Texting at the movies in my opinion is just lame, rude, spectacularly unnecessary and plain ignorant. So that is my rule no texting at the movies. Or masturbation for that matter. I tend to get grumpy!

    behind the couch • Since Dec 2008 • 17 posts Report Reply

  • Kerry Weston,

    I've managed to resist having a cell phone at all. Even though I acknowledge their usefulness, I'm resisting as long as possible. I think it's the fragmentation of attention that bothers me.

    We just had a series of performances, resulting from creative workshopping - 90 minutes or so - and we were asked to turn off/leave phones outside. It was the first time in ages I'd been in a theatre where there was total silence and focussed attention. It was amazing. A very unifying experience.

    Manawatu • Since Jan 2008 • 494 posts Report Reply

  • FletcherB,

    So that is my rule no texting at the movies. Or masturbation for that matter

    No texting during masturbation?.... damn!

    West Auckland • Since Nov 2006 • 887 posts Report Reply

  • Rich of Observationz,

    Elvis Costello wrote "Shipbuilding" about the Falklands War. There wasn't any conscription for that. I think it may have been suggested by some, but realistically the British military didn't have the ability to train thousands of kids and ship them halfway across the world in time to be of any use.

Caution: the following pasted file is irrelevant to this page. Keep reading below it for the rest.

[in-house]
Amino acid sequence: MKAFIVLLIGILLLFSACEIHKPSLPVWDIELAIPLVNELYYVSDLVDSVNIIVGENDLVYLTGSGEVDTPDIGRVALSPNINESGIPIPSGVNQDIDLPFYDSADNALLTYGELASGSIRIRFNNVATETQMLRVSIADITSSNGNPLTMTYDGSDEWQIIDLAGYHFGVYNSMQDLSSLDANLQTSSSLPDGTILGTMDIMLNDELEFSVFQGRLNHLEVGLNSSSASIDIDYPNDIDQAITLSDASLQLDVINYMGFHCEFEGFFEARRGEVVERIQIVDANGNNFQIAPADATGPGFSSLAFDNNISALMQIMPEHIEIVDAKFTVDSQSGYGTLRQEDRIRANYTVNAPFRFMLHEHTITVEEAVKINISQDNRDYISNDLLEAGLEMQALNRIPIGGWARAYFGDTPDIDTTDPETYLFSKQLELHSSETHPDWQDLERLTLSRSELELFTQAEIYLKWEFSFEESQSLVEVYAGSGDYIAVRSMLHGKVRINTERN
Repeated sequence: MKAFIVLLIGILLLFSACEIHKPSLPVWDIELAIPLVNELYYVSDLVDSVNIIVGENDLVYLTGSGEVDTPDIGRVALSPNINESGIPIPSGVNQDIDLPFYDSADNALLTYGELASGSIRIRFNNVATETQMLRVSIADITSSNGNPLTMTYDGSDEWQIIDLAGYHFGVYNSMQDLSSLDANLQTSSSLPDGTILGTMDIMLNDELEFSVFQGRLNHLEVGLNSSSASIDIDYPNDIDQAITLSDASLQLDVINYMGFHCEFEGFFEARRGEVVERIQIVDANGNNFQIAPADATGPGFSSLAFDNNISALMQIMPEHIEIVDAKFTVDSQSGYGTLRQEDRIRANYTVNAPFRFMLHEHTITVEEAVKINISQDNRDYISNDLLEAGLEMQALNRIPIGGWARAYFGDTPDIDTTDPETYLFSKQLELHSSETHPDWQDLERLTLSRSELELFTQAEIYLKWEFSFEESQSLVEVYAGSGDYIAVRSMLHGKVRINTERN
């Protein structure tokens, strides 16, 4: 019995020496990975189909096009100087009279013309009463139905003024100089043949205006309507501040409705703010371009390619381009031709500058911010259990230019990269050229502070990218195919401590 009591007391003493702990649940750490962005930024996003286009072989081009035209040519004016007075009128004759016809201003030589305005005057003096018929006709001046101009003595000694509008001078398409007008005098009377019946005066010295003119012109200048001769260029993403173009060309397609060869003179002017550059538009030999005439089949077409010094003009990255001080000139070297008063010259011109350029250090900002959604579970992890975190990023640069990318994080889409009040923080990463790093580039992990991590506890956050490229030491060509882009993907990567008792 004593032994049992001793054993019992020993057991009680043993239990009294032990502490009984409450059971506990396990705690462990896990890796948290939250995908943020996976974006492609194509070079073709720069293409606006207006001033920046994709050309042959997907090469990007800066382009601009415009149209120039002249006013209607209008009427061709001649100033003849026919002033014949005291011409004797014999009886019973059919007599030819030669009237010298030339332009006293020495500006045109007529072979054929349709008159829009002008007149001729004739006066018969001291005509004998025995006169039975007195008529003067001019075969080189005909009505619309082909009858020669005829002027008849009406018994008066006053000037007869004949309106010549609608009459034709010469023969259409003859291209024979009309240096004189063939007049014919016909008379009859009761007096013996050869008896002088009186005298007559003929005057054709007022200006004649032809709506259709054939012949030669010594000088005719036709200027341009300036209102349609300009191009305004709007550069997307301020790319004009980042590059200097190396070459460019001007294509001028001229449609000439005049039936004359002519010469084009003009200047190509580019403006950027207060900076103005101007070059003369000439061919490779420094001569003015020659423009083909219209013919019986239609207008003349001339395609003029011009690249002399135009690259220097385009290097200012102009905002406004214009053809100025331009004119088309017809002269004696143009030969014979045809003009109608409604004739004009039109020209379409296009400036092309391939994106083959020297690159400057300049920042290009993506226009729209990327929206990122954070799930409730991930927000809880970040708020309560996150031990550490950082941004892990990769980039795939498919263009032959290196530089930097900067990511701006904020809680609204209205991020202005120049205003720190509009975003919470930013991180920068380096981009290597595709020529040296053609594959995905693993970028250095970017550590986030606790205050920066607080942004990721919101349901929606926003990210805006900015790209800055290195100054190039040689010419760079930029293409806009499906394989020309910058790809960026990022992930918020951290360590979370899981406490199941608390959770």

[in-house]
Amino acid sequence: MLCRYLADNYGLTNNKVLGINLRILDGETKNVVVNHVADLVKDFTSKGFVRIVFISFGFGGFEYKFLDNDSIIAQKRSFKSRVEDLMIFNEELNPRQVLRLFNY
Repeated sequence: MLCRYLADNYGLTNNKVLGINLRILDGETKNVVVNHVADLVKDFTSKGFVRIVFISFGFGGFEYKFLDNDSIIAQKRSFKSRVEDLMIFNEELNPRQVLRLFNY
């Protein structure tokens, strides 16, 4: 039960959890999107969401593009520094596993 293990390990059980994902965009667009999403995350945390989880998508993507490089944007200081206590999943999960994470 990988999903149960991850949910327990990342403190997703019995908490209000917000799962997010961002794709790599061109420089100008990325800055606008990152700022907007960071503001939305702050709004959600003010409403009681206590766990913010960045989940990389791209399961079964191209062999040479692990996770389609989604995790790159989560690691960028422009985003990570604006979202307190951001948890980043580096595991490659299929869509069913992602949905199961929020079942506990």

Back in Wellington • Since Nov 2006 • 5550 posts Report Reply

  • Kyle Matthews,

    Conscription really is a pre-modern war concept. In America it largely comes up for political point-scoring rather than any chronic shortage of volunteers.

    Since Nov 2006 • 6243 posts Report Reply

  • linger,

    train thousands of kids and ship them halfway across the world

    Well, that would be another Costello song...

    Tokyo • Since Apr 2007 • 1886 posts Report Reply

  • WH,

    One of the Guardian's music writers blogged an interesting piece about the non-ironic enjoyment of oestensibly bad music which reminded me of one of your posts:

    http://www.guardian.co.uk/music/musicblog/2009/jan/13/phil-collins-non-ironic-revival

    A French friend recently introduced me to Noir Desir, which you probably heard of long ago. I think its good, made better by not understanding the lyrics.

    http://uk.youtube.com/watch?v=6EKmYhFk42M
    I'm told this is about France's far right.

    Since Nov 2006 • 782 posts Report Reply

  • WH,

    On second thoughts maybe that one is too political.

    http://uk.youtube.com/watch?v=hIkXK6rxt4c

    Since Nov 2006 • 782 posts Report Reply